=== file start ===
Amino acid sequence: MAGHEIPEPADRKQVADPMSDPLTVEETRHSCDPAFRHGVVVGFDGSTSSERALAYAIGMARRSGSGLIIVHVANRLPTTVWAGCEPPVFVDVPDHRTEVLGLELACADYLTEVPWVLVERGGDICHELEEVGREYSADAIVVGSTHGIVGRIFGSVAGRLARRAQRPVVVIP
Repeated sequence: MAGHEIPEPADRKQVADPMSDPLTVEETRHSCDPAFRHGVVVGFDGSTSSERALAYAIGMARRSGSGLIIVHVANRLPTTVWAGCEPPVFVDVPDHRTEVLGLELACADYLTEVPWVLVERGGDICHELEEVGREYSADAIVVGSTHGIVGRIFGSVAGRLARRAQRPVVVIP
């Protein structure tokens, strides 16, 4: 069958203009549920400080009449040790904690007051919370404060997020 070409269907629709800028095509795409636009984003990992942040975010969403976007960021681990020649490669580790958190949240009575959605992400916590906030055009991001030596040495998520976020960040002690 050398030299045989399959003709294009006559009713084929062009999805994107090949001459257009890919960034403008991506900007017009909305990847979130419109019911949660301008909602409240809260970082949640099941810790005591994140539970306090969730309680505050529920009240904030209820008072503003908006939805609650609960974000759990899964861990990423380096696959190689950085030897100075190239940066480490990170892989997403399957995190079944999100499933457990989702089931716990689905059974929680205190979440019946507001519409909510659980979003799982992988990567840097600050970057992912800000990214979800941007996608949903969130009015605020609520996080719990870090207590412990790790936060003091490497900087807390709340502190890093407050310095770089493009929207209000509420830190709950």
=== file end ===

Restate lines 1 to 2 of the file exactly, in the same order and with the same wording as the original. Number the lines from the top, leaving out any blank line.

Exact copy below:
Amino acid sequence: MAGHEIPEPADRKQVADPMSDPLTVEETRHSCDPAFRHGVVVGFDGSTSSERALAYAIGMARRSGSGLIIVHVANRLPTTVWAGCEPPVFVDVPDHRTEVLGLELACADYLTEVPWVLVERGGDICHELEEVGREYSADAIVVGSTHGIVGRIFGSVAGRLARRAQRPVVVIP
Repeated sequence: MAGHEIPEPADRKQVADPMSDPLTVEETRHSCDPAFRHGVVVGFDGSTSSERALAYAIGMARRSGSGLIIVHVANRLPTTVWAGCEPPVFVDVPDHRTEVLGLELACADYLTEVPWVLVERGGDICHELEEVGREYSADAIVVGSTHGIVGRIFGSVAGRLARRAQRPVVVIP